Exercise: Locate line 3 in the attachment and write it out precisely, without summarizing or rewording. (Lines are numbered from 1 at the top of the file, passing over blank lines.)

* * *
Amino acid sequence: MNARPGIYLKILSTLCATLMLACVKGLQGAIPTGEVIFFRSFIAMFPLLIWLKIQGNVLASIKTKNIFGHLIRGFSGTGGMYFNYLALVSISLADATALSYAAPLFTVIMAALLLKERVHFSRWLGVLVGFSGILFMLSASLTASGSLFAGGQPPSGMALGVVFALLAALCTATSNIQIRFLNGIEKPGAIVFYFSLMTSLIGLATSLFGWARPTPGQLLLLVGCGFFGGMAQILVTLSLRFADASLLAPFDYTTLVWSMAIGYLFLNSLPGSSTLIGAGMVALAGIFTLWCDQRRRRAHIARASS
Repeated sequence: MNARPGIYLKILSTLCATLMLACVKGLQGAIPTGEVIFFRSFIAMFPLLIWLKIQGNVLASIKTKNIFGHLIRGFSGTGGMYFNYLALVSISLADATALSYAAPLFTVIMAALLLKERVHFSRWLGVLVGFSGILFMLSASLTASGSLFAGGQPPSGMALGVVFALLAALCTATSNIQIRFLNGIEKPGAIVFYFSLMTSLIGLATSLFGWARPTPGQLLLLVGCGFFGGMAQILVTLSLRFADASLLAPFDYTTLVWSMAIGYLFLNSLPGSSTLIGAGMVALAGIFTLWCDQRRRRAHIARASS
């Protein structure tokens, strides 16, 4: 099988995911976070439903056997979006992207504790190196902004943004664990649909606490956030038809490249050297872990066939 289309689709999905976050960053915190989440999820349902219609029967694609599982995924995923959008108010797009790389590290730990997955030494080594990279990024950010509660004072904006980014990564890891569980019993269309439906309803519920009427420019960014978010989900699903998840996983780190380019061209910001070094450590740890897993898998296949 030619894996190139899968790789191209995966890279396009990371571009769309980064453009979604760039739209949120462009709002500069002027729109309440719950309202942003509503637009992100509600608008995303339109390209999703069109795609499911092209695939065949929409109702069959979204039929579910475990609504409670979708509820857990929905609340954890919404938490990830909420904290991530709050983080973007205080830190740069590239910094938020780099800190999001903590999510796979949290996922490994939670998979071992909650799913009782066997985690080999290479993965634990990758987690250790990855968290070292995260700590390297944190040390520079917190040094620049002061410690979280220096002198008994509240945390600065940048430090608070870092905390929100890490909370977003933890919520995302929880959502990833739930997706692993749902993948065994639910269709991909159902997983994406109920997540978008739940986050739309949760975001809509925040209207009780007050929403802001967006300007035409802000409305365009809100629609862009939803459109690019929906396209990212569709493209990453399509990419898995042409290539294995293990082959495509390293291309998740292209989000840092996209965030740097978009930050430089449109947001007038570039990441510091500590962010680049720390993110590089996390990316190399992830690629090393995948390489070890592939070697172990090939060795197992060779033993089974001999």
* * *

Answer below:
């Protein structure tokens, strides 16, 4: 099988995911976070439903056997979006992207504790190196902004943004664990649909606490956030038809490249050297872990066939 289309689709999905976050960053915190989440999820349902219609029967694609599982995924995923959008108010797009790389590290730990997955030494080594990279990024950010509660004072904006980014990564890891569980019993269309439906309803519920009427420019960014978010989900699903998840996983780190380019061209910001070094450590740890897993898998296949 030619894996190139899968790789191209995966890279396009990371571009769309980064453009979604760039739209949120462009709002500069002027729109309440719950309202942003509503637009992100509600608008995303339109390209999703069109795609499911092209695939065949929409109702069959979204039929579910475990609504409670979708509820857990929905609340954890919404938490990830909420904290991530709050983080973007205080830190740069590239910094938020780099800190999001903590999510796979949290996922490994939670998979071992909650799913009782066997985690080999290479993965634990990758987690250790990855968290070292995260700590390297944190040390520079917190040094620049002061410690979280220096002198008994509240945390600065940048430090608070870092905390929100890490909370977003933890919520995302929880959502990833739930997706692993749902993948065994639910269709991909159902997983994406109920997540978008739940986050739309949760975001809509925040209207009780007050929403802001967006300007035409802000409305365009809100629609862009939803459109690019929906396209990212569709493209990453399509990419898995042409290539294995293990082959495509390293291309998740292209989000840092996209965030740097978009930050430089449109947001007038570039990441510091500590962010680049720390993110590089996390990316190399992830690629090393995948390489070890592939070697172990090939060795197992060779033993089974001999």